Two Republican lawmakers from southwestern Pennsylvania are calling on the federal government to study a rare form of cancer that has plagued a local school district.
Reps. Tim O’Neal and Jason Oritaty, both of Washington County, released a memo Friday asking the National Institutes of Health to study the causes of Ewing sarcoma, a cancer that typically only occurs 200 to 250 times a year in the U.S. It was diagnosed in six people from a northern Washington County school system between 2008 and the present, according to the Pittsburgh Post-Gazette.
Half of the six diagnosed died, the newspaper reported.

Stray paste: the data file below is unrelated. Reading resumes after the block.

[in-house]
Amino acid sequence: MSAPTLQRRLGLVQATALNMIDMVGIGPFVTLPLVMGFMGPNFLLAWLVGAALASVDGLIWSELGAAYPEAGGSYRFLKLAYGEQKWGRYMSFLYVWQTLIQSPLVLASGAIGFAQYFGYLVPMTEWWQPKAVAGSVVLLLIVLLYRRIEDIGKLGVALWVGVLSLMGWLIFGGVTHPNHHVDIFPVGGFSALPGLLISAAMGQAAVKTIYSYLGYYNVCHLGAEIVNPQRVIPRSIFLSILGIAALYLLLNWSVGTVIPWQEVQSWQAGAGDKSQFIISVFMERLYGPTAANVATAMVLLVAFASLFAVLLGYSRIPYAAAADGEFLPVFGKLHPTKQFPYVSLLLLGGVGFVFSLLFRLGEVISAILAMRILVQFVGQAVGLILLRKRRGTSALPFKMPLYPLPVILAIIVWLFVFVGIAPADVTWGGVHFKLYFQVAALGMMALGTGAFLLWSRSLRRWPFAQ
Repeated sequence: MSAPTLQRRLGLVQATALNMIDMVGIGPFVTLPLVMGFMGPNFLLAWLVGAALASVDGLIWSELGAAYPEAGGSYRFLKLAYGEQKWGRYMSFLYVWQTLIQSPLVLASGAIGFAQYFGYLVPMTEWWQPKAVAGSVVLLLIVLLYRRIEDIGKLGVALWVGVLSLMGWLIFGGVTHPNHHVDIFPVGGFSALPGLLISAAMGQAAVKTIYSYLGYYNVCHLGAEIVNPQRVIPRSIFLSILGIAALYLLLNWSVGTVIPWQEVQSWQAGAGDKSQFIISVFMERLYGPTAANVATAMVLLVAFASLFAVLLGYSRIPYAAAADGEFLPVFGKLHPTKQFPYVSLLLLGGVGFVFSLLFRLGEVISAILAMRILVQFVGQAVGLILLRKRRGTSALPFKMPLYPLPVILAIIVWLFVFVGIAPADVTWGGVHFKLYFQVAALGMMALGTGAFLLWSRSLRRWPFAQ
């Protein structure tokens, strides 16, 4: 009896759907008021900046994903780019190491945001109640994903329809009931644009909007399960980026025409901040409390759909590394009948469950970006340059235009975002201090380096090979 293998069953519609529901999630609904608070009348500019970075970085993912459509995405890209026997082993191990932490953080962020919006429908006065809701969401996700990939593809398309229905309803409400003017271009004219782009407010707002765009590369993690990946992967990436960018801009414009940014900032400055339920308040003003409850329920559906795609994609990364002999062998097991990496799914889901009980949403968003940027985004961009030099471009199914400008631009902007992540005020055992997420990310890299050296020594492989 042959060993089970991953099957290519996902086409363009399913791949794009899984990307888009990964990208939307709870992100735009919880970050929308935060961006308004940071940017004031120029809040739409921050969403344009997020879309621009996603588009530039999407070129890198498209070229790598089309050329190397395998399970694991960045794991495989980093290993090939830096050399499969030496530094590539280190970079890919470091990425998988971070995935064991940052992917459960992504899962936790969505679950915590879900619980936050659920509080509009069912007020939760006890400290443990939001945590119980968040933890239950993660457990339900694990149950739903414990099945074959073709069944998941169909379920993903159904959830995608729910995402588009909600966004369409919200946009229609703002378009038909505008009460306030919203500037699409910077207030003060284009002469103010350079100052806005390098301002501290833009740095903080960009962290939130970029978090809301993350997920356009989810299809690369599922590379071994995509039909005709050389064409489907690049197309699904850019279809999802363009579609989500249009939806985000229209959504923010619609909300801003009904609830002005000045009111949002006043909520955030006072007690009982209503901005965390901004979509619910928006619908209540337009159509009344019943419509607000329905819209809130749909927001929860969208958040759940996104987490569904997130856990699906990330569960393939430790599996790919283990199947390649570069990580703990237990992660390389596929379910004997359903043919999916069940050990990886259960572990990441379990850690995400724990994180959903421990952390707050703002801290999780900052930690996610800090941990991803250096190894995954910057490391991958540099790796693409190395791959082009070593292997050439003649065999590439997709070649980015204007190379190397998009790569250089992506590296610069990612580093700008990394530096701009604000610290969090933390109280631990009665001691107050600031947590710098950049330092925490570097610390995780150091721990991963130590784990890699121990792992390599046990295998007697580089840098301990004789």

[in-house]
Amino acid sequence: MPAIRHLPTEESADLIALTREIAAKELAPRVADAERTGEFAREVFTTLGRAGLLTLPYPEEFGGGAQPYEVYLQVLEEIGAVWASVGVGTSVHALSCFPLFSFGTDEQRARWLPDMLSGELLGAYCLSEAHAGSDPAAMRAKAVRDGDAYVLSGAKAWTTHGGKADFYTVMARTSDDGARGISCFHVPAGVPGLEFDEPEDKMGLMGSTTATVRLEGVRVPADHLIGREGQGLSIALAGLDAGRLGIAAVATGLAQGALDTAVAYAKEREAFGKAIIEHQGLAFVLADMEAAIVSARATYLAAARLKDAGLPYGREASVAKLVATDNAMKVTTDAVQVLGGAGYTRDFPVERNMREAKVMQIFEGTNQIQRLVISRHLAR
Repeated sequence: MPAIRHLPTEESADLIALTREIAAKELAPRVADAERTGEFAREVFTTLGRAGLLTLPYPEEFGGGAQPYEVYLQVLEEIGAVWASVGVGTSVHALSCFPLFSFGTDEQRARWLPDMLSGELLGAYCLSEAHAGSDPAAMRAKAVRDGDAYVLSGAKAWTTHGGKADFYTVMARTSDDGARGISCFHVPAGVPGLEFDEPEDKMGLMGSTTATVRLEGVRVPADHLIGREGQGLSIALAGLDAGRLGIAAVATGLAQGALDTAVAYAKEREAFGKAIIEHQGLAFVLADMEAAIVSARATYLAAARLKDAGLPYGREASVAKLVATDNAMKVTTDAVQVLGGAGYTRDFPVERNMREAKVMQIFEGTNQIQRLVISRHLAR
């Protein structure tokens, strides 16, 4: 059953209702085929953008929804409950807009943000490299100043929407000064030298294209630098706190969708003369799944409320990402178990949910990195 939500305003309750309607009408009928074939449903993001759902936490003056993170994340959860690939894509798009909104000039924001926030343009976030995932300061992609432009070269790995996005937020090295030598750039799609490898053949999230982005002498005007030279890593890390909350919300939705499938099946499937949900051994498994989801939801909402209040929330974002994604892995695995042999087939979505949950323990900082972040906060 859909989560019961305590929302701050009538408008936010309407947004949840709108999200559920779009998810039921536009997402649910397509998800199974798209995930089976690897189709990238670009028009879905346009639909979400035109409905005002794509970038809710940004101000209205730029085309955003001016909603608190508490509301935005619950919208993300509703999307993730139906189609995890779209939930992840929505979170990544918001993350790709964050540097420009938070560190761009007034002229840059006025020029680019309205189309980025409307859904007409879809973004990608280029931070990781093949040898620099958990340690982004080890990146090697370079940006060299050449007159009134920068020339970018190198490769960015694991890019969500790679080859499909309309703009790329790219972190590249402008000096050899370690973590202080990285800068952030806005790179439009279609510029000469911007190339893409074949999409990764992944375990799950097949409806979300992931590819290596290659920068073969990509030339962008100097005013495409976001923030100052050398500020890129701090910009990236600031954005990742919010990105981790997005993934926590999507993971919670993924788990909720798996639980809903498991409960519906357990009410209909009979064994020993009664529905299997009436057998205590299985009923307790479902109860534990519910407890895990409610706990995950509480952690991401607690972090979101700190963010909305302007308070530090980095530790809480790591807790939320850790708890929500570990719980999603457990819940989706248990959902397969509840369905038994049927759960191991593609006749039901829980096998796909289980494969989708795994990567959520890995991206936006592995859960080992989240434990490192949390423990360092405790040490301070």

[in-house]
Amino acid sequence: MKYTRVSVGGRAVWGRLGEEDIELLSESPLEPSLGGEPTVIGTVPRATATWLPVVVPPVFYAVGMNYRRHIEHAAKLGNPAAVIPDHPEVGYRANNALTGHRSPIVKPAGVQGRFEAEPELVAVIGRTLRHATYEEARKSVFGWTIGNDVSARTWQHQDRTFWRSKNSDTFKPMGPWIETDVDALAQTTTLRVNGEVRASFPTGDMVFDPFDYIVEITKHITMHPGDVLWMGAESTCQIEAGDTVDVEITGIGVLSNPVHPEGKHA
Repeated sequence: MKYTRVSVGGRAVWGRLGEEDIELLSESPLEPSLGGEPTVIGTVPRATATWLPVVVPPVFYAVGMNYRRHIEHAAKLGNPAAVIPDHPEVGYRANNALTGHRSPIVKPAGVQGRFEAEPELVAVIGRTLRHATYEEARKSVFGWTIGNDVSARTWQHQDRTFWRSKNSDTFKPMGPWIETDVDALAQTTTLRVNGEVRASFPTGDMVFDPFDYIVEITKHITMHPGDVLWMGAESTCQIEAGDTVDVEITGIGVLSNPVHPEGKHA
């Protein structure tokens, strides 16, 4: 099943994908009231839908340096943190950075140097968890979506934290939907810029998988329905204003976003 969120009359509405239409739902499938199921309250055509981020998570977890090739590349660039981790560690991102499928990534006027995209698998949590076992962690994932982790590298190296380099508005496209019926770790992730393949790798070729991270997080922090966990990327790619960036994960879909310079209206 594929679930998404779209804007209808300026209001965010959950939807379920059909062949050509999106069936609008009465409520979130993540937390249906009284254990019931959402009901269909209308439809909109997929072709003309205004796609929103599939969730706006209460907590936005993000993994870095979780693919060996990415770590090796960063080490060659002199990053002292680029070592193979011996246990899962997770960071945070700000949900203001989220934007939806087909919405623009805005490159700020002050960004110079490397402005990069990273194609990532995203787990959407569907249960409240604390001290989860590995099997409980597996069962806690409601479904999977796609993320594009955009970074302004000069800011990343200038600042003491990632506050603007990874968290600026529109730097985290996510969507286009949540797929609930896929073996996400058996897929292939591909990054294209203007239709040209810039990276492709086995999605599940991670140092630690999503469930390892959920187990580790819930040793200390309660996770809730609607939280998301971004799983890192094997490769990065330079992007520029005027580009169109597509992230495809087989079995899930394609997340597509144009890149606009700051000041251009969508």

The Pennsylvania cases have sparked environmental concerns, with fingers pointed at everything from natural gas development to a uranium mill tailings’ disposal site.
In April, the state Department of Health did not recognize the case as a cancer cluster, which is typically linked to a single environmental cause.
“While the study indicated there were not enough cases to meet the definition a cancer cluster, the study did indicate that the exact cause of Ewing sarcoma remains largely unknown,” the two lawmakers wrote in a memo seeking co-sponsors for a resolution. “Therefore, we are introducing a resolution urging Congress to direct the NIH to further study the causes of Ewing Sarcoma. We believe this is vital for protecting and improving the health of all Pennsylvanians.”